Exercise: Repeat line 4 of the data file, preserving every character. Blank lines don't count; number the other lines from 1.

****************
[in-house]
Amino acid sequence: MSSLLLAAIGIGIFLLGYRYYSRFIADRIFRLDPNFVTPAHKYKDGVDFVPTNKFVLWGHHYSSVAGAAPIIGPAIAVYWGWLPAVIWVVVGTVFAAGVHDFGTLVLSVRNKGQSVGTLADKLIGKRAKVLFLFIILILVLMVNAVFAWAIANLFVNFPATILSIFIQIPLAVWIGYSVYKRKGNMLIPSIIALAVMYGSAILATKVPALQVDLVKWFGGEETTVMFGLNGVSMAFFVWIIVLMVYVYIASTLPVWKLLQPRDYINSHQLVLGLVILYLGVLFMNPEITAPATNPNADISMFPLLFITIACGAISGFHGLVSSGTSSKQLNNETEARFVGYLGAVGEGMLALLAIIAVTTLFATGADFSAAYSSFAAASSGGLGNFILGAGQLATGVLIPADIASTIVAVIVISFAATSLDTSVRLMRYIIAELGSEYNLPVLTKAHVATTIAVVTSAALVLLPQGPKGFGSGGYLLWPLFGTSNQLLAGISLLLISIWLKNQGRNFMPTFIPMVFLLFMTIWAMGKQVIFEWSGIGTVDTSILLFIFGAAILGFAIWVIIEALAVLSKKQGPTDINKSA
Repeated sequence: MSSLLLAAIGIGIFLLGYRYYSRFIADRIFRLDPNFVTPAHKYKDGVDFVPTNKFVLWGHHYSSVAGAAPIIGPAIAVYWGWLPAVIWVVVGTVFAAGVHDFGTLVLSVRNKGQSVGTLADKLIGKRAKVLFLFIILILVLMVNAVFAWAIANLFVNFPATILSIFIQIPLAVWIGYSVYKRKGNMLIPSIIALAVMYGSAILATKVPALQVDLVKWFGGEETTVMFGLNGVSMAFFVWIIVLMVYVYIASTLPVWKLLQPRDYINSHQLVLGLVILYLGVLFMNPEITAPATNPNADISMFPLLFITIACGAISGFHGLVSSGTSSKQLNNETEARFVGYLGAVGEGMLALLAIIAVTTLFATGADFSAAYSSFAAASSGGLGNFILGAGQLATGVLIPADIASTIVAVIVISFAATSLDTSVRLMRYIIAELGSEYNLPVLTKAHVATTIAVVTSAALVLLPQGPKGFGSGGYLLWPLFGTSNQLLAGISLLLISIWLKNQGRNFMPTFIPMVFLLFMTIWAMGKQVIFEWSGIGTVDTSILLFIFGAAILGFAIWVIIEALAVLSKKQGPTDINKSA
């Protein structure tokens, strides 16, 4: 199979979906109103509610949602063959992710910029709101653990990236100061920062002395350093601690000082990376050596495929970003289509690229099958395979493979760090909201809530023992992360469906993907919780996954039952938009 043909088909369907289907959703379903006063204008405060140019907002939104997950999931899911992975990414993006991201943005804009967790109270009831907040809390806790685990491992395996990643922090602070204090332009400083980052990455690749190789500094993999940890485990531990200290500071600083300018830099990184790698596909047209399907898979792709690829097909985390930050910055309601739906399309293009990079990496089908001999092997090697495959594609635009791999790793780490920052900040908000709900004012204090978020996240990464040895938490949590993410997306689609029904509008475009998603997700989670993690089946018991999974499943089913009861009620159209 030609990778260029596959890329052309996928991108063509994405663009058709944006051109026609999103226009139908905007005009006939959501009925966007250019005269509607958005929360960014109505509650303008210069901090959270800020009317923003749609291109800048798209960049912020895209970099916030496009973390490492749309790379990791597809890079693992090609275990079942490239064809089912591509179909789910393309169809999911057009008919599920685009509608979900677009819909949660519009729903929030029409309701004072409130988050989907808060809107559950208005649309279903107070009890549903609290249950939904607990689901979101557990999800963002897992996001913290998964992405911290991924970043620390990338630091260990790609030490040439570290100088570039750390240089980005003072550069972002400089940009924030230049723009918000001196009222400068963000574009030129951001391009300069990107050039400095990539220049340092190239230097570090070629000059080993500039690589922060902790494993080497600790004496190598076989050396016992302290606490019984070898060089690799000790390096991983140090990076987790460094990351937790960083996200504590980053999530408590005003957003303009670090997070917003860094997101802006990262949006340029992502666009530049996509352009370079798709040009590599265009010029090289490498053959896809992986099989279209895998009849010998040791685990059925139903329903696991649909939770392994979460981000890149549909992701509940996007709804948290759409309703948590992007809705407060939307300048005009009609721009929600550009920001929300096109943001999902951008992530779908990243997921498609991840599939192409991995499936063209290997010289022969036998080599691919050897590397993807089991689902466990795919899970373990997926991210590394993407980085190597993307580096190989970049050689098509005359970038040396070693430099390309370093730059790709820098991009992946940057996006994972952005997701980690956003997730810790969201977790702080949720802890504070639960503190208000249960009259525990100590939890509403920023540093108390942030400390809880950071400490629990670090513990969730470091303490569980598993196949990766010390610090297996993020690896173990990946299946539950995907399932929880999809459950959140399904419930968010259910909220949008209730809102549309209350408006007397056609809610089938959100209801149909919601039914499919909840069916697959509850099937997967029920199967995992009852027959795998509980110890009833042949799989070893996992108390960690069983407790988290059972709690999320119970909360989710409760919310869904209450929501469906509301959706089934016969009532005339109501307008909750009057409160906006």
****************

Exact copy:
């Protein structure tokens, strides 16, 4: 199979979906109103509610949602063959992710910029709101653990990236100061920062002395350093601690000082990376050596495929970003289509690229099958395979493979760090909201809530023992992360469906993907919780996954039952938009 043909088909369907289907959703379903006063204008405060140019907002939104997950999931899911992975990414993006991201943005804009967790109270009831907040809390806790685990491992395996990643922090602070204090332009400083980052990455690749190789500094993999940890485990531990200290500071600083300018830099990184790698596909047209399907898979792709690829097909985390930050910055309601739906399309293009990079990496089908001999092997090697495959594609635009791999790793780490920052900040908000709900004012204090978020996240990464040895938490949590993410997306689609029904509008475009998603997700989670993690089946018991999974499943089913009861009620159209 030609990778260029596959890329052309996928991108063509994405663009058709944006051109026609999103226009139908905007005009006939959501009925966007250019005269509607958005929360960014109505509650303008210069901090959270800020009317923003749609291109800048798209960049912020895209970099916030496009973390490492749309790379990791597809890079693992090609275990079942490239064809089912591509179909789910393309169809999911057009008919599920685009509608979900677009819909949660519009729903929030029409309701004072409130988050989907808060809107559950208005649309279903107070009890549903609290249950939904607990689901979101557990999800963002897992996001913290998964992405911290991924970043620390990338630091260990790609030490040439570290100088570039750390240089980005003072550069972002400089940009924030230049723009918000001196009222400068963000574009030129951001391009300069990107050039400095990539220049340092190239230097570090070629000059080993500039690589922060902790494993080497600790004496190598076989050396016992302290606490019984070898060089690799000790390096991983140090990076987790460094990351937790960083996200504590980053999530408590005003957003303009670090997070917003860094997101802006990262949006340029992502666009530049996509352009370079798709040009590599265009010029090289490498053959896809992986099989279209895998009849010998040791685990059925139903329903696991649909939770392994979460981000890149549909992701509940996007709804948290759409309703948590992007809705407060939307300048005009009609721009929600550009920001929300096109943001999902951008992530779908990243997921498609991840599939192409991995499936063209290997010289022969036998080599691919050897590397993807089991689902466990795919899970373990997926991210590394993407980085190597993307580096190989970049050689098509005359970038040396070693430099390309370093730059790709820098991009992946940057996006994972952005997701980690956003997730810790969201977790702080949720802890504070639960503190208000249960009259525990100590939890509403920023540093108390942030400390809880950071400490629990670090513990969730470091303490569980598993196949990766010390610090297996993020690896173990990946299946539950995907399932929880999809459950959140399904419930968010259910909220949008209730809102549309209350408006007397056609809610089938959100209801149909919601039914499919909840069916697959509850099937997967029920199967995992009852027959795998509980110890009833042949799989070893996992108390960690069983407790988290059972709690999320119970909360989710409760919310869904209450929501469906509301959706089934016969009532005339109501307008909750009057409160906006």